If you missed the previous posts, you may want to read them first (Part One, Part Two, Part Three)
After the certificate authority (CA) receives the CSR, it signs it, then sends back the TLS cert. You can see two places in this certificate that directly correspond to the CSR (the public key and the DN). There are three main sections within the certificate wrapper: the tbsCertificate data (tbs = to-be-signed), the structure the specifying signature used to sign the cert, and the signature value. The CA crafts the tbsCertificate from the data given in the CSR, adding additional fields before copying the DN and SPKI (subject public key info; aka the PKCS#1 object).
The tbsCertificate starts out with a version container with a version byte, and as with all of the valid TLS certs trusted on the Internet right now, is version 3 (notice the value of 2 on the left due to the 0-based version index). Next the serial number of the cert which because this is an example is shortened, normally it will be at least 20 random bits. The next field is byte for byte the same as the certificate's signature algorithm ID mentioned above. Following that, the name of the CA that signed the cert goes to the issuer section. The CA's DN sequence is copied to the issuer field of any certificates it signs. The CA also controls the validity dates, the UTC time elements are normally set with the start as the current time, or current GMT date at midnight, with the end date set to a max of 3 years and 3 months (or for extended validation (EV) certs 2 years and 3 months). However, they can be set to nearly any date in the future or in the past. Finally, the DN and SPKI are copied from the CSR and tacked on to the end.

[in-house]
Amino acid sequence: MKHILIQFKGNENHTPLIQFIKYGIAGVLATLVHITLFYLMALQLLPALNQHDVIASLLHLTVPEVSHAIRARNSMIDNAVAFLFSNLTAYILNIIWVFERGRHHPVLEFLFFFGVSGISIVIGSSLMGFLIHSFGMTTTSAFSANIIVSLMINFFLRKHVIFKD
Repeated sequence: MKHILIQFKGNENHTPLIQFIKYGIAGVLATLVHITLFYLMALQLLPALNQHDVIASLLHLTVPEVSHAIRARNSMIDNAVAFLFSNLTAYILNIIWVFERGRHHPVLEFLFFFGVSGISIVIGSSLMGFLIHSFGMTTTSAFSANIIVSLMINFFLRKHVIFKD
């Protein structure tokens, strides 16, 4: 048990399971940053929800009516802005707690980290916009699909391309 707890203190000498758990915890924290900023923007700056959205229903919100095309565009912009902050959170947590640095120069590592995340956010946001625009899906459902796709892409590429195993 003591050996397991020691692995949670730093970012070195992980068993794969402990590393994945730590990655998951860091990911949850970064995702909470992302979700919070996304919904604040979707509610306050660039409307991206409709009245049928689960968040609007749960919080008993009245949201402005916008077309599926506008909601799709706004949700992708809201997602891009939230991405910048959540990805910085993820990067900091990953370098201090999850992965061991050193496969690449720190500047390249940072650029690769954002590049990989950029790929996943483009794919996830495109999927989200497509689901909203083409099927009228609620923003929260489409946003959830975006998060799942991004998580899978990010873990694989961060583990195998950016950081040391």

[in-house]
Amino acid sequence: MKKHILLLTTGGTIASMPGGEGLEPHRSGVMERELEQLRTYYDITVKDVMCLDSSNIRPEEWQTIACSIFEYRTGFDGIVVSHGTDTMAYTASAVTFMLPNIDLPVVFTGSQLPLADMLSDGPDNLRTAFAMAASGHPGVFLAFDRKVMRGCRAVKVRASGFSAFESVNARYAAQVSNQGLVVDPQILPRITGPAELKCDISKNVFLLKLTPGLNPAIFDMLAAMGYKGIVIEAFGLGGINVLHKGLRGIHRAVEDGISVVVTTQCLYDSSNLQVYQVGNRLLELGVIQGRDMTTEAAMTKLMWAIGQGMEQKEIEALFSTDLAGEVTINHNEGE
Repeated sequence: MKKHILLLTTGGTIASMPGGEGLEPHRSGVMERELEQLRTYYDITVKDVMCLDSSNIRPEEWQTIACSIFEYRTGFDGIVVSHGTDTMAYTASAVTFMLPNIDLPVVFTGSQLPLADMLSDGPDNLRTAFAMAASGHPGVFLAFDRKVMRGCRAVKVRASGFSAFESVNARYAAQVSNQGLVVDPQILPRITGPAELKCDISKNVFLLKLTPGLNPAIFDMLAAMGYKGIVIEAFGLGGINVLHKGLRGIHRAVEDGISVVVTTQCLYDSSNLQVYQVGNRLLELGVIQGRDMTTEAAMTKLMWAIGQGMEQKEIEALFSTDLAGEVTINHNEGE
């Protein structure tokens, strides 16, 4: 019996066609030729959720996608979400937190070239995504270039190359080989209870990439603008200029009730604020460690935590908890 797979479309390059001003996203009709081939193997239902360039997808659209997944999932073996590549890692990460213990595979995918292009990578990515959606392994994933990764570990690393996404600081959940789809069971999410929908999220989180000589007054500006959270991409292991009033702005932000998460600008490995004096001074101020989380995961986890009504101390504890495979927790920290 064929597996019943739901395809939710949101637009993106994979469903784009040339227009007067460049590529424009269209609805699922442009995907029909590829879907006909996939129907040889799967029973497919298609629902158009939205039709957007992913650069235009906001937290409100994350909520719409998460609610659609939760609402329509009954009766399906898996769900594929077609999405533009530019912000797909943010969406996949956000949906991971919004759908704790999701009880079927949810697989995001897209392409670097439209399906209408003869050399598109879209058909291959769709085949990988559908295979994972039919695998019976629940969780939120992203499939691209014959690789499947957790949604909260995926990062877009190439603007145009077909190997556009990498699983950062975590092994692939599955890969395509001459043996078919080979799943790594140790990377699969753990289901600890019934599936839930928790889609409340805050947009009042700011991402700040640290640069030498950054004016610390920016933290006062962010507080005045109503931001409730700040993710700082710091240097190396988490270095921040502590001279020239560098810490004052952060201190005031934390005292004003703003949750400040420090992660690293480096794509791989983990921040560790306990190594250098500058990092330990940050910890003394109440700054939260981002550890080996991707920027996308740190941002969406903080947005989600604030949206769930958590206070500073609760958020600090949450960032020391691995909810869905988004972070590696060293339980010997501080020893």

Up until now, all of the fields are in x.509v1 certificates, the difference between version 1 and version 3 certificates are that v3 includes the extensions section below the SPKI. Extensions allow for, as the word implies, extensibility. You can have as many or as few extensions as are required, they can be marked critical or noncritical. A critical extension must be understood by the validating software, otherwise the certificate validation must fail. There are rules set by the CA / Browser Forum for which extensions are required for inclusion and which to mark as critical. In this example, (which only follows some of the rules) there is an extension requiring the certificate to be an end-entity (that is not a CA) as well as the AKI (authority key identifier). An AKI is a way to tie a specified end-entity certificate to the certificate that issued it.
Lastly, the specified signature algorithm uses the CA's private key to sign the bytes from the tbsCertificate, the result is the signature value.